By: Contributed Report | Twitter: @DinwiddieMonitr
Posted: May 21, 2020 | 1:30 p.m.
Similar event planned for Friday night honoring DHS’ graduating spring athletes
DINWIDDIE – As COVID-19 forces long standing traditions to be put on hold or canceled in order to protect the health and welfare of the community, Dinwiddie Schools looks to keep its annual commencement exercise alive, albeit with some modifications as they prepare to hold a special drive-thru ceremony next month for its graduating seniors.
For America’s Class of 2020, their senior year has been anything but typical as novel coronavirus has made it memorable for all the wrong reasons as the virus’ spread forced school districts to close, canceling keystone events like prom, senior recognition nights, and, in some cases, graduation.
Dinwiddie High School hasn’t been spared from the effects of COVID-19 as hundreds of the county’s seniors joined their fellow students across the Commonwealth in being sent home for the remainder of the school after Governor Ralph Northam ended the academic year in March due to the spread of the respiratory illness.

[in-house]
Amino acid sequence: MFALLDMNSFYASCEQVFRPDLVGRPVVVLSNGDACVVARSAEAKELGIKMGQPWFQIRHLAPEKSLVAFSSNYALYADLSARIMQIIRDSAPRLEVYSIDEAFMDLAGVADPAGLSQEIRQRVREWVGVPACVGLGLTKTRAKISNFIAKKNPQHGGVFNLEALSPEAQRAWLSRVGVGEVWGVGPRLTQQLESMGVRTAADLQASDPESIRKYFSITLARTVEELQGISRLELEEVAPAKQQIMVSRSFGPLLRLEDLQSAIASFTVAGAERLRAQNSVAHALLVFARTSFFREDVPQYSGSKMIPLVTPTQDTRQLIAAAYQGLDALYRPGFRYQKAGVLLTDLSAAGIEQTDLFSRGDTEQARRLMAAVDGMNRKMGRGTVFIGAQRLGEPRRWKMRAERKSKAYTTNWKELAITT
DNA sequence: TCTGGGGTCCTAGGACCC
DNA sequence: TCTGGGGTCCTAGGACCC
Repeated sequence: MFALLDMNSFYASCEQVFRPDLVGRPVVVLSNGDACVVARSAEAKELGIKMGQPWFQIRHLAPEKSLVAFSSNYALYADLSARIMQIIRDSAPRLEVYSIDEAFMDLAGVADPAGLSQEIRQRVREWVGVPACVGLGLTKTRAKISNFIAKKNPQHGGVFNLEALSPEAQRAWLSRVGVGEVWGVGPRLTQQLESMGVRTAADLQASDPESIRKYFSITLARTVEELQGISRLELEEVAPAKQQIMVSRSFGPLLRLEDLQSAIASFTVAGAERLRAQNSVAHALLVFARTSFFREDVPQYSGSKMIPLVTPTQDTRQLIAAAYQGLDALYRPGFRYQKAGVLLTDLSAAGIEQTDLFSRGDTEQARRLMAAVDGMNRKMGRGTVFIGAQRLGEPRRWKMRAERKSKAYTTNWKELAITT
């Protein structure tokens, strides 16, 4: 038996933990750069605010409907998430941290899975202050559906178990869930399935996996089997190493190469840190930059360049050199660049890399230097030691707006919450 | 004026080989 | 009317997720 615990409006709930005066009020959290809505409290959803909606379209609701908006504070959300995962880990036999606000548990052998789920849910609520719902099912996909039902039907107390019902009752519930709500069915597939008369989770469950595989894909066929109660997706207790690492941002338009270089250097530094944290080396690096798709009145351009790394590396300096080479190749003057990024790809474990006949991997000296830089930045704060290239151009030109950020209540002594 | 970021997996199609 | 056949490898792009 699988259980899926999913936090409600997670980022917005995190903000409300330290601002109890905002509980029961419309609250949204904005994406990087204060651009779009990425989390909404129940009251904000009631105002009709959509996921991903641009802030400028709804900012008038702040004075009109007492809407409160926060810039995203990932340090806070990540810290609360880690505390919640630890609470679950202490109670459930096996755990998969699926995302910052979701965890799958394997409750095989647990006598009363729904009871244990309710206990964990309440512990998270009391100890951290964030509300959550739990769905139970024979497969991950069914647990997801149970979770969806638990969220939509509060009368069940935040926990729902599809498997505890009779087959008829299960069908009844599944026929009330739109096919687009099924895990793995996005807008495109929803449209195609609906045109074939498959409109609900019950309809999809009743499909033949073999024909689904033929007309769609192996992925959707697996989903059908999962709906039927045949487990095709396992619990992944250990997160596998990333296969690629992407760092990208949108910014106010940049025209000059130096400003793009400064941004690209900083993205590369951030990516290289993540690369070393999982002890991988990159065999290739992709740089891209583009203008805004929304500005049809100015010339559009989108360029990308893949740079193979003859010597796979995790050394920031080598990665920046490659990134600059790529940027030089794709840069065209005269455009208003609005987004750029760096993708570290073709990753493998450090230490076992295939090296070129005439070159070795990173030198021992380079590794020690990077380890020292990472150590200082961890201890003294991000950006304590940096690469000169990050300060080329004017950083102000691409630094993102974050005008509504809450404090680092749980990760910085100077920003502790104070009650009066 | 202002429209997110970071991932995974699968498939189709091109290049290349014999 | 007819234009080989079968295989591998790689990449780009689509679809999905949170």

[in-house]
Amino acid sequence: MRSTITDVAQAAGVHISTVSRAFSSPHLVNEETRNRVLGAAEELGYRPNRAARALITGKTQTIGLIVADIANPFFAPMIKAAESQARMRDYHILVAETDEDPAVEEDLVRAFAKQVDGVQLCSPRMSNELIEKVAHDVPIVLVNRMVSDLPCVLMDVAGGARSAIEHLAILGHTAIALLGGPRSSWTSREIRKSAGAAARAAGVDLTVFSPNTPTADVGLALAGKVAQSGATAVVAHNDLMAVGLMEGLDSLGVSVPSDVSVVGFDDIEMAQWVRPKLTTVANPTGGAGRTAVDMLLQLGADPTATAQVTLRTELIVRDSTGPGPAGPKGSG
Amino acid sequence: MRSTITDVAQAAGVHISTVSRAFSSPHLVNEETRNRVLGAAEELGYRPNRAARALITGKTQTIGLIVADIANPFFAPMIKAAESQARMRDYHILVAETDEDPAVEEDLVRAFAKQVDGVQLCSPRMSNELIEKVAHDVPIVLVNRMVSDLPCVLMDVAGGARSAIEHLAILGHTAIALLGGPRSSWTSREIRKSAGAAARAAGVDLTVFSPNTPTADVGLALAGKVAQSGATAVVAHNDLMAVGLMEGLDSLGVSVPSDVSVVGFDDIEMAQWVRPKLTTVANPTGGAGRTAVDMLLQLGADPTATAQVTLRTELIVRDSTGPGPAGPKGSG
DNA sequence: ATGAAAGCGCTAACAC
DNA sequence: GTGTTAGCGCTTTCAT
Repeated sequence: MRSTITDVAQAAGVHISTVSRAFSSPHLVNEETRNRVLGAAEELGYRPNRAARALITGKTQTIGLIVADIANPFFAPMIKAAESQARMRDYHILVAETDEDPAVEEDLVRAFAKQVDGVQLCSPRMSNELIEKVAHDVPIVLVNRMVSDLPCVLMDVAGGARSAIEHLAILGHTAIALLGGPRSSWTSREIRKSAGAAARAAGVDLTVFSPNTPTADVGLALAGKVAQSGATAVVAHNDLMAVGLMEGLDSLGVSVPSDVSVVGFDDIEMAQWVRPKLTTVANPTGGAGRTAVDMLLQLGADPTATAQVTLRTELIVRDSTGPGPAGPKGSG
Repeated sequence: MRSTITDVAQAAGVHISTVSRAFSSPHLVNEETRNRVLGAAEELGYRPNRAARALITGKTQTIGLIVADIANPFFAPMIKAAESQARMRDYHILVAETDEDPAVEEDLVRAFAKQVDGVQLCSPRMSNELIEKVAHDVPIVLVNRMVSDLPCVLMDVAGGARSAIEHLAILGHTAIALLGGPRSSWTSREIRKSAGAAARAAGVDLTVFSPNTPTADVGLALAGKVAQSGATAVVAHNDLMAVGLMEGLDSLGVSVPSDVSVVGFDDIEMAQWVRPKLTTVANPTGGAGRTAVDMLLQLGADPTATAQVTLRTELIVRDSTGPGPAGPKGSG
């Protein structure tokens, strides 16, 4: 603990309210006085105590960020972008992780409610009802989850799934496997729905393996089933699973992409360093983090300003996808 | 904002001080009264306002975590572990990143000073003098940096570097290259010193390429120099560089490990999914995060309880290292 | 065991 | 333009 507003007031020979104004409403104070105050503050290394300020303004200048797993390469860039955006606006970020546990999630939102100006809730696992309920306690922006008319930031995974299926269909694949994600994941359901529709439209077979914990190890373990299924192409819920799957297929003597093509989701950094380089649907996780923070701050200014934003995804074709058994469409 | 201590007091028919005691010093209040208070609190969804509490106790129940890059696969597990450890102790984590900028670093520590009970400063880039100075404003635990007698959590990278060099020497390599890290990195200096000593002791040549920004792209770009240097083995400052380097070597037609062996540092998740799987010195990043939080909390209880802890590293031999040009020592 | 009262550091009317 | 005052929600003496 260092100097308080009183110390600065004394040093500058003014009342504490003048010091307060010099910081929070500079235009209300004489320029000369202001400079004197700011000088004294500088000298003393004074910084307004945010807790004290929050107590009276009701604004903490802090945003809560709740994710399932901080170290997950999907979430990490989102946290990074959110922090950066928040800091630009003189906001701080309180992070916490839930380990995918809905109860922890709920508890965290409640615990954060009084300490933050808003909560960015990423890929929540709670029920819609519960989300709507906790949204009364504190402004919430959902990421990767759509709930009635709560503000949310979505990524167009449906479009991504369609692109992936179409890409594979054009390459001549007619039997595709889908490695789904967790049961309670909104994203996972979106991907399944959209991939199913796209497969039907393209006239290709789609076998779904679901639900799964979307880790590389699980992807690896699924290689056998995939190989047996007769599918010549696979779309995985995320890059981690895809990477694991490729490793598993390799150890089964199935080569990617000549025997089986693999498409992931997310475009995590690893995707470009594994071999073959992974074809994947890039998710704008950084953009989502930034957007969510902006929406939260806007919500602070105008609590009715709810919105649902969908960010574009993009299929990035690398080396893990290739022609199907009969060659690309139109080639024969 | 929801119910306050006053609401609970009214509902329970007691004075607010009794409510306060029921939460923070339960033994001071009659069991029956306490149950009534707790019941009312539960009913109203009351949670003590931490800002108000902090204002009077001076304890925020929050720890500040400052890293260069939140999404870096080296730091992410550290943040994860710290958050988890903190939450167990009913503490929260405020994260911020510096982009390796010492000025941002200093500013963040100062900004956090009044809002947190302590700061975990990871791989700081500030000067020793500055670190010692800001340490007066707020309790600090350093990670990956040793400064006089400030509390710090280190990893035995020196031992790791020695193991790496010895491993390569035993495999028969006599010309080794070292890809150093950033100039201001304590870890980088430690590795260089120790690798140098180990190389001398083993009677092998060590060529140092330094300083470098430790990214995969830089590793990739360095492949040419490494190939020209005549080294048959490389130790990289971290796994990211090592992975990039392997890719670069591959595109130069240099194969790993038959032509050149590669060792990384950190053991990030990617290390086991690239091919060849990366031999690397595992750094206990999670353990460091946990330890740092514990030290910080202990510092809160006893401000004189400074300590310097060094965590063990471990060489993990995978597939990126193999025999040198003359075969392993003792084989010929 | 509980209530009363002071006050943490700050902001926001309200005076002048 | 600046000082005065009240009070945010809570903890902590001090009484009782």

Weeks after the shutdown as the calendars turned to May, creeping closer to previously set June graduation dates, many students and parents wondered how their achievement would be memorialized amid the realities of COVID-19, which has seen limits placed on gathering sizes, social distancing, and the closure of venues that may serve as hosts for larger commencement ceremonies.
After reaching out to its student and parents, Dinwiddie Public Schools announced last week they would be holding a special drive-thru-style ceremony at Dinwiddie High School on June 12 at 9 a.m., the same day students would have gathered in neighboring Ettrick at Virginia State University’s multipurpose center for graduation.
While the event remains in the planning stages, in a Facebook post, school officials explained the ceremony will see “students being able to get out of the vehicle and cross the stage to receive his or her diploma while their family watches from the vehicle.”